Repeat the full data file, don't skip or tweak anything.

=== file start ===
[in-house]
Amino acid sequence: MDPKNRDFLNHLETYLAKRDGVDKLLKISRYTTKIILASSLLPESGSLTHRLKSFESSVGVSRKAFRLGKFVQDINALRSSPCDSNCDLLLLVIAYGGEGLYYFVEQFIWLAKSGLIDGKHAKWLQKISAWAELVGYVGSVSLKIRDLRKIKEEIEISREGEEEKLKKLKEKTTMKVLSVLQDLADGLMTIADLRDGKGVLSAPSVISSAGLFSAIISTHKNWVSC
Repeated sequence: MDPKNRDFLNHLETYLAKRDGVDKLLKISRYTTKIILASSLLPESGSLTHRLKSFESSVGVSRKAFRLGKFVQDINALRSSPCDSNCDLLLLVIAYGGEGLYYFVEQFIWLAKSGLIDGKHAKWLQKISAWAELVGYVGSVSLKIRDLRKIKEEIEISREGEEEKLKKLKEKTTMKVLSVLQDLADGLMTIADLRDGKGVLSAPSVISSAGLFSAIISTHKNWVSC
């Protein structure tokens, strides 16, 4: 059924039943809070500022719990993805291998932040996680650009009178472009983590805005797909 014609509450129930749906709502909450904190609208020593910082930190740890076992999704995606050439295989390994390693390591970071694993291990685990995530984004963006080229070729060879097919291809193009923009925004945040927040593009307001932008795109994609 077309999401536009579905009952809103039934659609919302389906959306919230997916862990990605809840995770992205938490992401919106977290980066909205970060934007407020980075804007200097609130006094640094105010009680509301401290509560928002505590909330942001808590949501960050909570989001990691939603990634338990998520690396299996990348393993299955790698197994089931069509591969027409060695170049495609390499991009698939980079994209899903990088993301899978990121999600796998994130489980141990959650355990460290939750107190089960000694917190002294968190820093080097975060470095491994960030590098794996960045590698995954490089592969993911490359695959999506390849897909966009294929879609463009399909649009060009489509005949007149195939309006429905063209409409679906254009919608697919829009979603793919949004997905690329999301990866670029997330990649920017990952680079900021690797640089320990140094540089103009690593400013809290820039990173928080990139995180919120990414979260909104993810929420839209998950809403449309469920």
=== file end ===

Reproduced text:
[in-house]
Amino acid sequence: MDPKNRDFLNHLETYLAKRDGVDKLLKISRYTTKIILASSLLPESGSLTHRLKSFESSVGVSRKAFRLGKFVQDINALRSSPCDSNCDLLLLVIAYGGEGLYYFVEQFIWLAKSGLIDGKHAKWLQKISAWAELVGYVGSVSLKIRDLRKIKEEIEISREGEEEKLKKLKEKTTMKVLSVLQDLADGLMTIADLRDGKGVLSAPSVISSAGLFSAIISTHKNWVSC
Repeated sequence: MDPKNRDFLNHLETYLAKRDGVDKLLKISRYTTKIILASSLLPESGSLTHRLKSFESSVGVSRKAFRLGKFVQDINALRSSPCDSNCDLLLLVIAYGGEGLYYFVEQFIWLAKSGLIDGKHAKWLQKISAWAELVGYVGSVSLKIRDLRKIKEEIEISREGEEEKLKKLKEKTTMKVLSVLQDLADGLMTIADLRDGKGVLSAPSVISSAGLFSAIISTHKNWVSC
């Protein structure tokens, strides 16, 4: 059924039943809070500022719990993805291998932040996680650009009178472009983590805005797909 014609509450129930749906709502909450904190609208020593910082930190740890076992999704995606050439295989390994390693390591970071694993291990685990995530984004963006080229070729060879097919291809193009923009925004945040927040593009307001932008795109994609 077309999401536009579905009952809103039934659609919302389906959306919230997916862990990605809840995770992205938490992401919106977290980066909205970060934007407020980075804007200097609130006094640094105010009680509301401290509560928002505590909330942001808590949501960050909570989001990691939603990634338990998520690396299996990348393993299955790698197994089931069509591969027409060695170049495609390499991009698939980079994209899903990088993301899978990121999600796998994130489980141990959650355990460290939750107190089960000694917190002294968190820093080097975060470095491994960030590098794996960045590698995954490089592969993911490359695959999506390849897909966009294929879609463009399909649009060009489509005949007149195939309006429905063209409409679906254009919608697919829009979603793919949004997905690329999301990866670029997330990649920017990952680079900021690797640089320990140094540089103009690593400013809290820039990173928080990139995180919120990414979260909104993810929420839209998950809403449309469920």